Re: Preventing Denial of Service Attack In IPC Serialization

Le Chaud Lapin <>
Tue, 12 Jun 2007 16:37:32 CST
On Jun 12, 11:29 am, "Joe" <> wrote:

You seem to want to use the same syntax to serialize to everything.


I do not understand all the issues that have been brought up about the
coupling of the serialization and transmission concepts, you could do
something similar to the following to "have your cake and eat it too";

class Socket:public Archive{};

template<typename T> Socket& operator<<(Socket& socket, const T& t){

    ostringstream oss();
    oss << T;


    return s;


template<typename T> Socket& operator>>(Socket& socket, T& t){

string sBuf;
size_t n;


istringstream iss(sBuf);

iss >> T;

return s;


The problem is "n". If an attacker at the other end of the connection
defines n to be, for example, 2^32, then you have a problem.

You could use the same syntax. There is ample opportunity to some error
checking in both operator<< and >> functions. you could also get your
download string in chucks as well (not shown).

Chunks are nice, but breaking-into-chunks was have been taken for
granted from the beginning. The maximum size of Ethernet payload is
1500 bytes, so naturally, no one is sending 1MB packets. The problem
is the reassembly phase of the object at the receiver end. Without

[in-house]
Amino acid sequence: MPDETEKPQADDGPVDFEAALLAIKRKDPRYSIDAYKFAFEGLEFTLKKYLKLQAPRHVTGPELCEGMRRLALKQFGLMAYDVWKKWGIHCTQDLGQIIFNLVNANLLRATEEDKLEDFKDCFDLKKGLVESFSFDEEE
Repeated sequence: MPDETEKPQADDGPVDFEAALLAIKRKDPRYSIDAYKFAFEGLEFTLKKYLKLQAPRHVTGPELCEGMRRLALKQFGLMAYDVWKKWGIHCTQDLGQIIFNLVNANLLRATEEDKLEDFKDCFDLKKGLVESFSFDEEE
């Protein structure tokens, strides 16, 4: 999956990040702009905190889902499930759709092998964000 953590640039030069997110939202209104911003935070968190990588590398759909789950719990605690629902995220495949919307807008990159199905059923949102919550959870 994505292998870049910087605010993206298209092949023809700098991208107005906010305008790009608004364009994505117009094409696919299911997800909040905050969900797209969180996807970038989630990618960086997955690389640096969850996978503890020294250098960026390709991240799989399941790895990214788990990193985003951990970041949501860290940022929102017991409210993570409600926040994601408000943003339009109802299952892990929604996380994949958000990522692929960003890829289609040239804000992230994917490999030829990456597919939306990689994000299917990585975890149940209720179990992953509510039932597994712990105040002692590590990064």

security, the receiver is left vulnerable, known that, at any moment,
it will be induced to consume massive amounts of memory from the free-

Note that any attempt to mitigate the problem put putting "checks" in
the serialization code to control somewhat the amount of memory
allocated will not work. The issue becomes the word "somewhat". What
is "somewhat?" 1KB? 16KB? 1MB? It's like a doctor being told to prep
drug for medically-induced coma for incoming patient without telling
him anything about the patient. Any preconceived dosage (limit on
memory allocation) would be "unreasonable", not to mention that the
serialization code would become very ugly, very fast.

This seem to separate serialization and transmission while allowing you to
use the same syntax. Yes/No ?

Yes but fundamental problem still persists.

-Le Chaud Lapin-

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